When we buy spyderco, we don't buy untreated screws do we?!? If spyderco is going that route....bye bye!
     
  19. FK

    FK Gold Member Gold Member

    833
    Sep 15, 1999
    IMHO it is not the screw or heat treatment of the screw,,, it is the crappy torx tools that damage screws.
    An out of spec sized or poor quality fitting torx driver will quickly strip or damage the screws.

    I spoke several times with Spyderco Customer Service and they told me they use Wiha brand Torx products.
    They do not even use heat for the Red Loctite,,, just carefully apply downward force on the driver with proper fitting adaptor and if really hard to release,,,, a tap on the driver while the knife is supported with hard pad will release,,,, no heat or hair dryers etc.
    If you send the knife to Spyderco, they will disassemble the knife and apply blue Loctite or no tread locker if you wish,,,, the shipment is your nickel and cost is up to Customer Service.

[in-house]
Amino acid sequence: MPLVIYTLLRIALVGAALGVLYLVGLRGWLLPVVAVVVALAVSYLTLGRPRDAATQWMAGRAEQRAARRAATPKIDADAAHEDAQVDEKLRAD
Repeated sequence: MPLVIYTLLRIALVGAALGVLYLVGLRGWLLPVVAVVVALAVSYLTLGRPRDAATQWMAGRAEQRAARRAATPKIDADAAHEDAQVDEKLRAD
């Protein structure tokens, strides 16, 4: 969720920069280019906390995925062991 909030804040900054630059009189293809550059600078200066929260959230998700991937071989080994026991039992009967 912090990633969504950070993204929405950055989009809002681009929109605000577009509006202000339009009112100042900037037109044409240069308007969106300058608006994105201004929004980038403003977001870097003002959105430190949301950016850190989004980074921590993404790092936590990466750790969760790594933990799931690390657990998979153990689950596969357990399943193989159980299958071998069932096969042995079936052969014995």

I have a new PM2 with Cru-Wear steel and was not happy with the ball detent force when closed,, they quickly replaced the parts and returned my knife with Blue Locktite and new screws all around, no charge.

    The Wiha products are readily available on the popular mail order site.

    These problems with Spyderco stripped screws appears every few months and no one actually goes to the source,,, just repeats internet stories and rumors of screw head heat treatment problems.

    I do use a soldering iron tip held into the screw Torx pocket to soften the Red Locktite,,, the screw easily rotates out of engagement.

    Google Loctite and find grade 262 for the temperature to soften,,,, "Apply heat locally to screw/bolt to approximately 260 degrees C, disassemble while hot."
    The common hair dryer or hot air gun will most likely not reach that temperature directly into screw body,,, it will only heat the head and surrounding G10.

    Regards,
    FK
     
    DRLyman likes this.
  20. mael333ca

    mael333ca

    447
    Jul 5, 2012
    So....are spyderco screws heat treated?